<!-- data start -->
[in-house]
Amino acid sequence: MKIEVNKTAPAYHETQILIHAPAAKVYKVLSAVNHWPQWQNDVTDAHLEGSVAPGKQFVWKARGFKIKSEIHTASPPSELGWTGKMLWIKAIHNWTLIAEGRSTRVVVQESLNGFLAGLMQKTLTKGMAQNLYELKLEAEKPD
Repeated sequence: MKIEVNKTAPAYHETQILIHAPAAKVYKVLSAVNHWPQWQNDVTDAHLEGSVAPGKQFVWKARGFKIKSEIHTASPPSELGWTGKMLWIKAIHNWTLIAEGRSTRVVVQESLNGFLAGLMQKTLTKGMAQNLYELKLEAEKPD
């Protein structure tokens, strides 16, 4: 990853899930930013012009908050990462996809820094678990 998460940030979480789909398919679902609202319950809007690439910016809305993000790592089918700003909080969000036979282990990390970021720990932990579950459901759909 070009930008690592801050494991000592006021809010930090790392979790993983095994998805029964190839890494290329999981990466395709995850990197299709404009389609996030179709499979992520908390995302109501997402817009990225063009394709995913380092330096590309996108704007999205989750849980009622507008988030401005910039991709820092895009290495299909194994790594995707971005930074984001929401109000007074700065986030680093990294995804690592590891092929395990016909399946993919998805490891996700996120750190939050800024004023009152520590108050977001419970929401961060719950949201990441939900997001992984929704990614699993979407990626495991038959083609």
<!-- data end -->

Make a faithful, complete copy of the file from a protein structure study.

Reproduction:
[in-house]
Amino acid sequence: MKIEVNKTAPAYHETQILIHAPAAKVYKVLSAVNHWPQWQNDVTDAHLEGSVAPGKQFVWKARGFKIKSEIHTASPPSELGWTGKMLWIKAIHNWTLIAEGRSTRVVVQESLNGFLAGLMQKTLTKGMAQNLYELKLEAEKPD
Repeated sequence: MKIEVNKTAPAYHETQILIHAPAAKVYKVLSAVNHWPQWQNDVTDAHLEGSVAPGKQFVWKARGFKIKSEIHTASPPSELGWTGKMLWIKAIHNWTLIAEGRSTRVVVQESLNGFLAGLMQKTLTKGMAQNLYELKLEAEKPD
């Protein structure tokens, strides 16, 4: 990853899930930013012009908050990462996809820094678990 998460940030979480789909398919679902609202319950809007690439910016809305993000790592089918700003909080969000036979282990990390970021720990932990579950459901759909 070009930008690592801050494991000592006021809010930090790392979790993983095994998805029964190839890494290329999981990466395709995850990197299709404009389609996030179709499979992520908390995302109501997402817009990225063009394709995913380092330096590309996108704007999205989750849980009622507008988030401005910039991709820092895009290495299909194994790594995707971005930074984001929401109000007074700065986030680093990294995804690592590891092929395990016909399946993919998805490891996700996120750190939050800024004023009152520590108050977001419970929401961060719950949201990441939900997001992984929704990614699993979407990626495991038959083609």